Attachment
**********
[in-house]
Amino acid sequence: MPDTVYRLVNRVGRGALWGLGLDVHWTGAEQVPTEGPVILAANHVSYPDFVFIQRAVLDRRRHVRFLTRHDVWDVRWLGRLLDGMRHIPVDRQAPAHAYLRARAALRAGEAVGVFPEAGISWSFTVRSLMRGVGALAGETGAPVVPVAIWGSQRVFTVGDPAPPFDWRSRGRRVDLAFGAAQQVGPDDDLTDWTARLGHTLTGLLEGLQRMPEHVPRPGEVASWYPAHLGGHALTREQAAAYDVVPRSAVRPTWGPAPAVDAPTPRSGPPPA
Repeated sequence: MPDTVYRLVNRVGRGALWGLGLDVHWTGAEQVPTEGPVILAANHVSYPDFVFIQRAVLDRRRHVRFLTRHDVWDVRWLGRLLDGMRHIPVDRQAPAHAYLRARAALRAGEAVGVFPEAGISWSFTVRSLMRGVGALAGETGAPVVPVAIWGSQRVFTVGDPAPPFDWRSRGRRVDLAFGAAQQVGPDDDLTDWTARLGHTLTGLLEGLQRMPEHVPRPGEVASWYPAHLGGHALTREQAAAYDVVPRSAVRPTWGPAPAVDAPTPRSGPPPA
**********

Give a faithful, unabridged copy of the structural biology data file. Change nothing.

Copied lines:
[in-house]
Amino acid sequence: MPDTVYRLVNRVGRGALWGLGLDVHWTGAEQVPTEGPVILAANHVSYPDFVFIQRAVLDRRRHVRFLTRHDVWDVRWLGRLLDGMRHIPVDRQAPAHAYLRARAALRAGEAVGVFPEAGISWSFTVRSLMRGVGALAGETGAPVVPVAIWGSQRVFTVGDPAPPFDWRSRGRRVDLAFGAAQQVGPDDDLTDWTARLGHTLTGLLEGLQRMPEHVPRPGEVASWYPAHLGGHALTREQAAAYDVVPRSAVRPTWGPAPAVDAPTPRSGPPPA
Repeated sequence: MPDTVYRLVNRVGRGALWGLGLDVHWTGAEQVPTEGPVILAANHVSYPDFVFIQRAVLDRRRHVRFLTRHDVWDVRWLGRLLDGMRHIPVDRQAPAHAYLRARAALRAGEAVGVFPEAGISWSFTVRSLMRGVGALAGETGAPVVPVAIWGSQRVFTVGDPAPPFDWRSRGRRVDLAFGAAQQVGPDDDLTDWTARLGHTLTGLLEGLQRMPEHVPRPGEVASWYPAHLGGHALTREQAAAYDVVPRSAVRPTWGPAPAVDAPTPRSGPPPA